Middle-Earth Fanfiction Awards

A Powerful Absence

Author: curiouswombat
Nominator: Robinka
2011 Award Category: Elves: Elronds Household - First Place

Story Type: Story : Length: Short Story
Rating: Teen -- Reason for Rating: Disturbing Imagery/Themes
Summary: A simple accident, some years after the end of the Ring War, leaves one of the sons of Elrond coping with life in Middle Earth without his twin.


Reviewed by: Virtuella -- Score: 10

Dear curioswombat, I truly enjoyed this gentle, thoughtful and deeply moving story. You explore with much tenderness and insight the loving relationships between your characters and the different ways in which they deal with loss, grief and separation. One thing that particularly impressed me was your explanation for why Arwen left Minas Tirith for the Golden Wood: that she did not know how to die and follow Aragorn swiftly. That is a deeply disturbing and haunting thought, and I am glad that you resolved it by letting Elrohir report of Arwen’s arrival – or rather, of her intermediate stop – in Namo’s halls. The ending of your story leaves me feel satisfied; it feels as if Elrohir has returned just as the right time, for himself as well as for the other people involved. I also liked the way you conveyed the passage of time without making the story feel rushed. Legolas and Gimli have a delightful cameo appearance, and it makes perfect sense that they did not sail alone – I have, at times, asked myself how Tolkien imagined that one elf and one dwarf could make such a journey on their own. Altogether, this is a well-rounded and pleasantly told story which I liked very much.

-- Thank you so much for this review. Writing this was positively painful at times - a bit like giving birth - and when other people find it moving I am really proud of it. A bit like a parent when someone compliments their child, really. I was so honoured when I realised it had won its section.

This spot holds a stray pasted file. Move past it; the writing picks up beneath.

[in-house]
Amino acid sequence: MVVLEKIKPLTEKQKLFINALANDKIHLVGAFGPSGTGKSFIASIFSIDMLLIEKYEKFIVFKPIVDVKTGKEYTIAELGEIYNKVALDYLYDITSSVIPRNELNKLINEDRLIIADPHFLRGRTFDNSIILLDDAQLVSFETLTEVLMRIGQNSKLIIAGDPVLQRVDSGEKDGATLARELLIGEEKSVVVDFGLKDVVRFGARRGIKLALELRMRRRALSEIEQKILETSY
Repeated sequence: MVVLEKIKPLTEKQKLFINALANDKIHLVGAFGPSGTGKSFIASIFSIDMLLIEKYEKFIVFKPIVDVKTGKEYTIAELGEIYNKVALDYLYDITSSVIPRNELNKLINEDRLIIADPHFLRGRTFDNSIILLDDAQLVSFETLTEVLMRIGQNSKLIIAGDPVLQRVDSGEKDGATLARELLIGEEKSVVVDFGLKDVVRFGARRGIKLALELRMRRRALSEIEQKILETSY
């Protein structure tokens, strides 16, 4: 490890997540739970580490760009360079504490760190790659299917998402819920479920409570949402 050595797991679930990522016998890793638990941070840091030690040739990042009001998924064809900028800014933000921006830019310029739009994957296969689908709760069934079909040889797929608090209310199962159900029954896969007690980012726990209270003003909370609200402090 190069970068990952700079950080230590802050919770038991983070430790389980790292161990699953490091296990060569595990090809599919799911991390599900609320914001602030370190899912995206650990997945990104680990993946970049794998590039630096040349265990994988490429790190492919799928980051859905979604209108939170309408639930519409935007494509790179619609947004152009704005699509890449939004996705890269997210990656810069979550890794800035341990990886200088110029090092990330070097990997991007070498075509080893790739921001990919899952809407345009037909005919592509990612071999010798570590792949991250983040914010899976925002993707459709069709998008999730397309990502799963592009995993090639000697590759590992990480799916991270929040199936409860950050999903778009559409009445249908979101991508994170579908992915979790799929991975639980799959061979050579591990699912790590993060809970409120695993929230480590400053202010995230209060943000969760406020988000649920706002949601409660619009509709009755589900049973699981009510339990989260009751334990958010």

Reviewed by: Himring -- Score: 10

Moving and well written, with great empathy for Elladan as well as the rest of his family. A sensitive exploration of grief and profound loss that pulls no punches in showing how very devastating death--sudden, unexpected, accidental, like Elrohir's, but also long-expected death such as Aragorn's and Arwen's--can be. Nevertheless this is a far kinder interpretation of the end of the Tale of Arwen and Aragorn than some. To me, as written by Tolkien, it has always seemed very bleak, but of course there are plenty of gaps here that can be filled in, as curiouswombat shows. Arwen, we learn, before her departure from Minas Tirith has tried to follow Aragorn's example and simply does not know how to "do" Numenorean death. Her journey to Lorien is not one of defeat or despair but purposeful: a quest for "fading" as the nearest elven equivalent to Numenorean death--and although she leaves Minas Tirith on her own, alone, she is nevertheless watched over by some of those nearest and dearest to her. And, although there could not be a complete happy end to this story within the bounds of Arda, after long endurance and separation, some measure of reunion is granted to those who suffer and mourn after all.

-- Thank you so much for your thoughtful review of A Powerful Absence. This was one of those stories that, once the idea occurred, simply haunted me to write it; and it is so good to know that other people find it believable and worth reading. The idea of Arwen not knowing how to die was in my mind for another story, but it fitted so well into here - I'm glad that it seemed reasonable to you.

Reviewed by: The Lauderdale -- Score: 9